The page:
Look Who’s Laughing Now: Women in Comedy

Ben Mouch • The Spectator

The first episode of Tina Fey’s “30 Rock,” which aired on Oct. 11, 2006, was momentous because it marked the first time a woman was funny on television. Ever. In all of history. Says almost anyone in the media.

Kristen Wiig wrote and starred in “Bridesmaids” in 2011, marking the first time a woman was funny in a movie.

Or maybe women have always been funny.

And just as opportunities have opened up for women in almost any industry, maybe women are not drawing attention because they are finally funny—maybe they’re drawing attention because there are now more opportunities and venues than ever before for women to shine in comedic roles.

The Guardian called Tina Fey and Amy Poehler hosting the Golden Globes this year historic in that “they were possibly the first ever hosts of a Los Angeles awards ceremony who were genuinely good…that’s an achievement that—since they have always insisted on being seen as comedians and not ‘women comedians’—will bring them more pride.”

Despite Fey and Poehler’s efforts to be known more for their comedy than their gender, many in the media have been bogged down by the seemingly obvious question of whether or not women are actually funny.

One year after “30 Rock” premiered, in the January 2007 edition of Vanity Fair, Christopher Hitchens published his subtle piece “Why Women Aren’t Funny.” Citing a Stanford research study done on the topic, Hitchens claims, “[Women are] slower to get it, more pleased when they do, and swift to locate the unfunny—for this we need the Stanford University School of Medicine? And remember, this is women when confronted with humor. Is it any wonder that they are backward in generating it?”

This was in the year 2007. Six years ago. In the 21st century. Long after women’s comedy “pioneers” like Phyllis Diller and Joan Rivers arrived on the scene, and long since society as a whole should have been done asking and debating a question with such an obvious answer.

It took until 2008 for people to publicly note what may always have been an unspoken cultural norm: women can be funny too.

“I think it’s just getting more attention now,” said sophomore Erica McIntyre, a member of Seattle University’s DI Improv. “There have always been funny women in comedy, but now there’s a shift happening with more women visible in these roles.”

McIntyre says she has never felt discriminated against or that there was a particularly unequal opportunity for women in comedy, especially improvisational comedy.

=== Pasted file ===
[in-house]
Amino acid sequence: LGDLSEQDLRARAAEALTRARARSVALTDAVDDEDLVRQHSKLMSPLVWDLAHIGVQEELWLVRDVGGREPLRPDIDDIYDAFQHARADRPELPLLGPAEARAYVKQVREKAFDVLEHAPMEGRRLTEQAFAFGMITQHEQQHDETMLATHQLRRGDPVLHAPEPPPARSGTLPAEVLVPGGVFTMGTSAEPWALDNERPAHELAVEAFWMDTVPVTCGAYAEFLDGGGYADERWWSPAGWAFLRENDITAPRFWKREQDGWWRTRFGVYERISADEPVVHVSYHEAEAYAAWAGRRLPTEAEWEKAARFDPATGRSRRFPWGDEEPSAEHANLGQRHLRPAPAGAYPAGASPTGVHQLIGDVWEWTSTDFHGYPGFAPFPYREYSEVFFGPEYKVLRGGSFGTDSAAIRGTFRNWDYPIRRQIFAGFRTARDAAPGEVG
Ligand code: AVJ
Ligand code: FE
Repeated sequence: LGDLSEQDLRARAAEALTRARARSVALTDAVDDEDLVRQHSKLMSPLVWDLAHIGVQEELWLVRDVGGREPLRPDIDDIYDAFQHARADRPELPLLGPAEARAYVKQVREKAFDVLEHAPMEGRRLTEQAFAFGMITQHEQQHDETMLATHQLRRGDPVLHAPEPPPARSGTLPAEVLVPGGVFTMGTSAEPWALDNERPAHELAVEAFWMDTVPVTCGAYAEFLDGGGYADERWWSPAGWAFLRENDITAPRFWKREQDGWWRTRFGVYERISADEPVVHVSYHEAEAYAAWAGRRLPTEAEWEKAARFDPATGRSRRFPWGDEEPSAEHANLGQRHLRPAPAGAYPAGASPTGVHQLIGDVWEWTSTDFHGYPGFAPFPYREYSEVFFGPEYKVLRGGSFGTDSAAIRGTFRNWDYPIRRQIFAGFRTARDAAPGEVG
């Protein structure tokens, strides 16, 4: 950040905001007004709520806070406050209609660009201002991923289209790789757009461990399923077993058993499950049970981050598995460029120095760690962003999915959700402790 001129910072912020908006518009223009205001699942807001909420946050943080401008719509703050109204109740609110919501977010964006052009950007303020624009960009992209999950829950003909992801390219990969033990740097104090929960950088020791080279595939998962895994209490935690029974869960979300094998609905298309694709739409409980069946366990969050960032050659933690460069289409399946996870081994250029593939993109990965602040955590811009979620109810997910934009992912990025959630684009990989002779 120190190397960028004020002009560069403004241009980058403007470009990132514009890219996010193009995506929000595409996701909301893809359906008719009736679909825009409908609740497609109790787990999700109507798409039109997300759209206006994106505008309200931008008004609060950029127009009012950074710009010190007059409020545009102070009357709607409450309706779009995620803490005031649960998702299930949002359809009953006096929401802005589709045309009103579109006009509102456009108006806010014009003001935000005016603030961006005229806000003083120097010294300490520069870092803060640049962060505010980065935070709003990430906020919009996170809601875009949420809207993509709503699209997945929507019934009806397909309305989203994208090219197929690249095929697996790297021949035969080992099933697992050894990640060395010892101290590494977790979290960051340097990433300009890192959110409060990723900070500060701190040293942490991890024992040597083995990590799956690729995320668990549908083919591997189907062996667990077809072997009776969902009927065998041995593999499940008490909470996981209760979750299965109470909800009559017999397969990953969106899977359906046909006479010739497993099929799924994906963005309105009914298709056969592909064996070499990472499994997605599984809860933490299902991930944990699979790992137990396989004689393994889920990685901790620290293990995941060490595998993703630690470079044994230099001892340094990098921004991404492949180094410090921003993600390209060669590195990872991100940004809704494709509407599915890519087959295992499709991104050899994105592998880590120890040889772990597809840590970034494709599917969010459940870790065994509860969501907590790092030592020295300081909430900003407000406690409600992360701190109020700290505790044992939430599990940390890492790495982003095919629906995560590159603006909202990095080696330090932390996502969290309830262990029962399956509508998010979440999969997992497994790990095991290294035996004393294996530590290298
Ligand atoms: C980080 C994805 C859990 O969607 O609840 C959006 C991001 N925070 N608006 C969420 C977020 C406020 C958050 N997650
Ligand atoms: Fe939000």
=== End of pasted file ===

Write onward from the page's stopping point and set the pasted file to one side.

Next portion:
“You can be anything in improv, and gender doesn’t limit you that way.”

As a generation that has grown up with “Mean Girls,” “30 Rock,” “Saturday Night Live” and Sarah Silverman, it may be difficult to remember a time when this was not business as usual.

One year after Mr. Hitchens’ observation, Vanity Fair ran another piece, this time entitled, “Who Says Women Aren’t Funny?” which points to the proliferation of comediennes not only performing comedy (like Lucille Ball or Mary Tyler Moore performing as characters) but writing and creating their own comedy, like recent Golden Globe-winner Lena Dunham did with her female-focused “Girls.”

“Everyone’s watching ‘Girls’ right now and it will be interesting to see what else mimics it in the future,” said Seattle U junior and aspiring comedian Lucy Walker. “There’s lots of potential right now for different kinds of comedy.”

There is, perhaps, no greater an institution for comedy than “Saturday Night Live,” which has launched the careers of many comedians, both male and female, who now stand at the forefront of modern-day humor.

Following in the footsteps of Fey and Poehler, Wiig became one of “SNL’s” most successful cast members. Her notable contribution to the show allowed her to produce “Bridesmaids,” which was hailed for its female-centric cast and the hilarious performances from Wiig and Melissa McCarthy (who was nominated for a 2012 Oscar for her scene-stealing role in the film).

“I think a lot of the success of ‘Bridesmaids’ was [because] women group together and rely on each other more,” Walker said. “The movie was successful because Maya Rudolph and Kristen Wiig are friends.”

Many theories have been put forward as to why it is now that women have such a visible presence in comedy, even comedy that is self-deprecating, self-effacing and raunchy. Comedy that is traditionally “male.” Female comedians are no longer expected to adhere to stereotypical gender roles. Instead, the women we see are imperfect.

Chelsea Peretti, a well-known comedian who has written for “The Sarah Silverman Program” and “Parks and Recreation,” said this about the trials and tribulations of female comedy: “No one wants to hear you complain about this or that hardship. At the end of the day, it’s entertainment. It’s not some civil rights issue, really.”

For Walker, the key to comedic success is genderless.

“If you’re funny, you’re funny,” Walker said. “And if you’ve got it, that’s it.”

Olivia may be reached at ojohnson@su-spectator.com

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